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A Smartphone Is the Brain for This Autonomous Quadcopter

University of Pennsylvania researchers partner with Qualcomm to turn a smartphone into the brains of a flying robot

2 min read
A Smartphone Is the Brain for This Autonomous Quadcopter
Photo: Evan Ackerman/IEEE Spectrum

At CES 2015, we stopped by the Qualcomm booth to check out a collaborative project with University of Pennsylvania researchers led by Vijay Kumar: it’s a quadrotor that uses a smartphone for a brain for autonomous flight, using only on-board hardware and vision algorithms, no GPS. Impressive.

Just to be clear on this, the only thing that the quadrotor has in terms of electronics is a motor controller and a battery. All of the clever stuff is being handled entirely by the phone, which is just a stock Android smartphone with a Qualcomm Snapdragon inside. In other words, this is not a special device (like Google’s Project Tango phone, which the UPenn researchers used in a demo last year); it’s something that you can pick up for yourself, and the UPenn guys only half jokingly offered to install their app on my phone and let it fly the robot.

This is a fantastic example of just how far smartphones have come: they’re certainly powerful computers, but it’s the integrated sensing that comes standard in almost all of them (things like gyros, accelerometers, IMUs, and high resolution cameras) that makes them ideal for low-cost brains for robots. What’s unique about the CES demo is that it’s the first time that a sophisticated platform like this (vision-based real-time autonomous navigation of a flying robot is pretty darn sophisticated) has been controlled by a very basic consumer device.

So, what’s next? Vijay Kumar tells us where they’re headed:

“What we’d like to do is make these kinds of robots smaller, smarter, and faster. When you make things smaller, the number of things you can do increases, and that’s where we hope to use lots of these guys. So think about a single flying phone that you have today; tomorrow, you’ll see a swarm of flying phones. That’s what we’re working towards.”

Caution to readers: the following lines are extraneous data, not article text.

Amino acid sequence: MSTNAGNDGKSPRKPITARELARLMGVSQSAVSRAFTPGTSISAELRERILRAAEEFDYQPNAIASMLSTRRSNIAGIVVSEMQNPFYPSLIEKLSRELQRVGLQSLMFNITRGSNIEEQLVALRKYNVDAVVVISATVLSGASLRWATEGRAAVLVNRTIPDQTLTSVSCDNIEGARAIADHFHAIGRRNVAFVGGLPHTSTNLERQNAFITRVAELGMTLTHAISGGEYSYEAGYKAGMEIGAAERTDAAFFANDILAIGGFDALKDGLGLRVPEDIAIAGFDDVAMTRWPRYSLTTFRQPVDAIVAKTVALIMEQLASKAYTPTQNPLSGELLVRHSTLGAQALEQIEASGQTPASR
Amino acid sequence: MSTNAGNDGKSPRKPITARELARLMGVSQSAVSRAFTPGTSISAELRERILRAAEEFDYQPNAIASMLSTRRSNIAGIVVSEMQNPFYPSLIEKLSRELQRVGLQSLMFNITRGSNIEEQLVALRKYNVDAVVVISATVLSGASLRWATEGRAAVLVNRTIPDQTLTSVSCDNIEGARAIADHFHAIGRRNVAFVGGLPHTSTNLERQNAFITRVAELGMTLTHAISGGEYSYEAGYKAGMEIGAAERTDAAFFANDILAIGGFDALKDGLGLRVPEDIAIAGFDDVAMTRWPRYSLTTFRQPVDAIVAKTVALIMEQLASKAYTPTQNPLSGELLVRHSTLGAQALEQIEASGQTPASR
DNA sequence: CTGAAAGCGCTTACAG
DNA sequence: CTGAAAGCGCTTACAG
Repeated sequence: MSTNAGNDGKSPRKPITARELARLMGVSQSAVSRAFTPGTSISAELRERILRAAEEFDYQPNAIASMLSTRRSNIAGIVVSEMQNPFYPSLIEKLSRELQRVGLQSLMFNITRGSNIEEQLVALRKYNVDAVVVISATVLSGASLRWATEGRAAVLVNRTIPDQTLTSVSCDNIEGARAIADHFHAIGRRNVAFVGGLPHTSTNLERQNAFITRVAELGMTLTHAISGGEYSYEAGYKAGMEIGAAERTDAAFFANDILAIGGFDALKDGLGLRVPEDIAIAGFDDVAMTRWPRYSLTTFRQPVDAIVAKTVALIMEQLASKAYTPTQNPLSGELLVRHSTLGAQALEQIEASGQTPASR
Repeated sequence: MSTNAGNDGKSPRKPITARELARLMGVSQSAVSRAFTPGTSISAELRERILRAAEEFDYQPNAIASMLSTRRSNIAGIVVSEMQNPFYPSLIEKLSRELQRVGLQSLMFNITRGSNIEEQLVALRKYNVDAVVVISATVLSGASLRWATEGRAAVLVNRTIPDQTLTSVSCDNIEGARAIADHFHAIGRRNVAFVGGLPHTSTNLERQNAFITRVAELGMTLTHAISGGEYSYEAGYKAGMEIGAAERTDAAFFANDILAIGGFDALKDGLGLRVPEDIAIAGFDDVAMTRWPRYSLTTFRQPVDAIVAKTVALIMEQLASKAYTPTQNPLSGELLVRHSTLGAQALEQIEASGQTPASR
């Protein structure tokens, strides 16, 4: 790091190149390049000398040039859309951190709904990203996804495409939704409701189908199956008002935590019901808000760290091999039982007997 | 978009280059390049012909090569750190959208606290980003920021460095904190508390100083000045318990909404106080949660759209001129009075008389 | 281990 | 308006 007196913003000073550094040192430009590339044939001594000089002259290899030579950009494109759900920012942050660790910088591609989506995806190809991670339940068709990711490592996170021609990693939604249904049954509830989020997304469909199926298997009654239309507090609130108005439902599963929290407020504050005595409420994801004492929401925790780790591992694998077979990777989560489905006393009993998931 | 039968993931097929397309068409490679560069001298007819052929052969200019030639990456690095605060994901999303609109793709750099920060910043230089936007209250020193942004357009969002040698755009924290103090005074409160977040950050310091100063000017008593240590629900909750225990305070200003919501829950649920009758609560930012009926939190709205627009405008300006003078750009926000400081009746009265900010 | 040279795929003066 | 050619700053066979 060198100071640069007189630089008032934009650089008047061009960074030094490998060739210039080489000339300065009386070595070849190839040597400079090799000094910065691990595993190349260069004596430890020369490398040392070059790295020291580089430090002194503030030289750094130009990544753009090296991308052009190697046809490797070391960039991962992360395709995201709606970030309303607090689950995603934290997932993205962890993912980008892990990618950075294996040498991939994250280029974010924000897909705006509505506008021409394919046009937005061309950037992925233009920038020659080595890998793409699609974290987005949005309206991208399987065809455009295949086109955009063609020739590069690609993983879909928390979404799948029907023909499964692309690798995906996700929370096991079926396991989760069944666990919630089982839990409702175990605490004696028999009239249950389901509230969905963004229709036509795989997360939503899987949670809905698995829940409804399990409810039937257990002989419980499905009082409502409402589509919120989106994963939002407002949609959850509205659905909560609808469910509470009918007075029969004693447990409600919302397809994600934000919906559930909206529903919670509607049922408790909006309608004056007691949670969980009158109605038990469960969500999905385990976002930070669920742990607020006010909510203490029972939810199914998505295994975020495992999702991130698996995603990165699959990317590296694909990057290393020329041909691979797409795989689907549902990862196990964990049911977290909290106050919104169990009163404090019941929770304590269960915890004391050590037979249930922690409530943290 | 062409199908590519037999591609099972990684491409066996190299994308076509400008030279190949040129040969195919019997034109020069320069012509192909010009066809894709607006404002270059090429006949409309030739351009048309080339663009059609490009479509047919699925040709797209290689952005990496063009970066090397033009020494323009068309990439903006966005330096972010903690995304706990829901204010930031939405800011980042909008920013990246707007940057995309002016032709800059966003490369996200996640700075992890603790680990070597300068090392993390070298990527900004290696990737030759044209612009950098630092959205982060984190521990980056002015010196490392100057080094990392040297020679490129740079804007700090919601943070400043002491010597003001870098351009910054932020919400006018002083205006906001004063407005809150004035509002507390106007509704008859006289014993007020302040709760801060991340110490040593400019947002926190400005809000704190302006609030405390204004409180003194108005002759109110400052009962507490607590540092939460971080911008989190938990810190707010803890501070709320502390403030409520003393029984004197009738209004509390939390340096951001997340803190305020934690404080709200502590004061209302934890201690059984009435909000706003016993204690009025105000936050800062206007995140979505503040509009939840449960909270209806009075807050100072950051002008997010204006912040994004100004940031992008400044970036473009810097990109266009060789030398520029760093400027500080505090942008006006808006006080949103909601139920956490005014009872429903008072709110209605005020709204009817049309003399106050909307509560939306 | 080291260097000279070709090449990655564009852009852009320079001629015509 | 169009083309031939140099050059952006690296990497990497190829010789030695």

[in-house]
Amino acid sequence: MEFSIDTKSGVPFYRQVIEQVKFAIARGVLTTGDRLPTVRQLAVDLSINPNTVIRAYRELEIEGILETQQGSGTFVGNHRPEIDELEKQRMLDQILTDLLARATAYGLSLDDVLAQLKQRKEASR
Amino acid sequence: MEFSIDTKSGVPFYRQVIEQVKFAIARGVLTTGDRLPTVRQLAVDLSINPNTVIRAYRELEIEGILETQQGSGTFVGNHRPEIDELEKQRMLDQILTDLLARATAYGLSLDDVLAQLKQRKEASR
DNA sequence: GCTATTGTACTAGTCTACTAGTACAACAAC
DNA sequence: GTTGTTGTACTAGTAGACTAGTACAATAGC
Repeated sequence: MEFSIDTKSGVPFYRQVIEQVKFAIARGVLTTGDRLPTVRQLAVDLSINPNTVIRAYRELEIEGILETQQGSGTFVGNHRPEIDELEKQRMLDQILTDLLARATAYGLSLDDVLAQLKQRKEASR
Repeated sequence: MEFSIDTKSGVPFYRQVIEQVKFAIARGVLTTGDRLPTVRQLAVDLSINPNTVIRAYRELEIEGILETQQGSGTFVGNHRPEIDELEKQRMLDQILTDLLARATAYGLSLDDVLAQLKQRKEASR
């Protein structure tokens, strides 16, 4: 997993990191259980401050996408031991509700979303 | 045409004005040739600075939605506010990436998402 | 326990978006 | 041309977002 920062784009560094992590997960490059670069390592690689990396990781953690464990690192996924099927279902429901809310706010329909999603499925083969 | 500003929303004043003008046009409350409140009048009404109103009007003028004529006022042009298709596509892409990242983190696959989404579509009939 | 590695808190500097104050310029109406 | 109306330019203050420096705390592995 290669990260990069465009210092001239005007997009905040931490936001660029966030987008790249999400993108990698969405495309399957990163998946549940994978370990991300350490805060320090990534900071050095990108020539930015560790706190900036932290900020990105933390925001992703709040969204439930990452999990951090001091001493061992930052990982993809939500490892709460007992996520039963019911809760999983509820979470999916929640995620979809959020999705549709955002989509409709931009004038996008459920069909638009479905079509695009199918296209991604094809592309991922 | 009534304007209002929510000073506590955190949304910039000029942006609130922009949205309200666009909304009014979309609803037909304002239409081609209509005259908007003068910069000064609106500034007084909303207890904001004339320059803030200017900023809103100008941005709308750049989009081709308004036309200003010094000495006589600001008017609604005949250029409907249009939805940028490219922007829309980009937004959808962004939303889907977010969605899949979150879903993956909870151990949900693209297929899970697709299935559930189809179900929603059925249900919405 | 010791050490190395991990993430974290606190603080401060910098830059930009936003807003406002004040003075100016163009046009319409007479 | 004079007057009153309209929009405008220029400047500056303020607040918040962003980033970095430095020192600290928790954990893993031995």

A swarm of flying phones? Where do I sign up?

[ UPenn ] and [ Qualcomm ]

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The Bionic-Hand Arms Race

The prosthetics industry is too focused on high-tech limbs that are complicated, costly, and often impractical

12 min read
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A photograph of a young woman with brown eyes and neck length hair dyed rose gold sits at a white table. In one hand she holds a carbon fiber robotic arm and hand. Her other arm ends near her elbow. Her short sleeve shirt has a pattern on it of illustrated hands.

The author, Britt Young, holding her Ottobock bebionic bionic arm.

Gabriela Hasbun. Makeup: Maria Nguyen for MAC cosmetics; Hair: Joan Laqui for Living Proof
DarkGray

In Jules Verne’s 1865 novel From the Earth to the Moon, members of the fictitious Baltimore Gun Club, all disabled Civil War veterans, restlessly search for a new enemy to conquer. They had spent the war innovating new, deadlier weaponry. By the war’s end, with “not quite one arm between four persons, and exactly two legs between six,” these self-taught amputee-weaponsmiths decide to repurpose their skills toward a new projectile: a rocket ship.

The story of the Baltimore Gun Club propelling themselves to the moon is about the extraordinary masculine power of the veteran, who doesn’t simply “overcome” his disability; he derives power and ambition from it. Their “crutches, wooden legs, artificial arms, steel hooks, caoutchouc [rubber] jaws, silver craniums [and] platinum noses” don’t play leading roles in their personalities—they are merely tools on their bodies. These piecemeal men are unlikely crusaders of invention with an even more unlikely mission. And yet who better to design the next great leap in technology than men remade by technology themselves?

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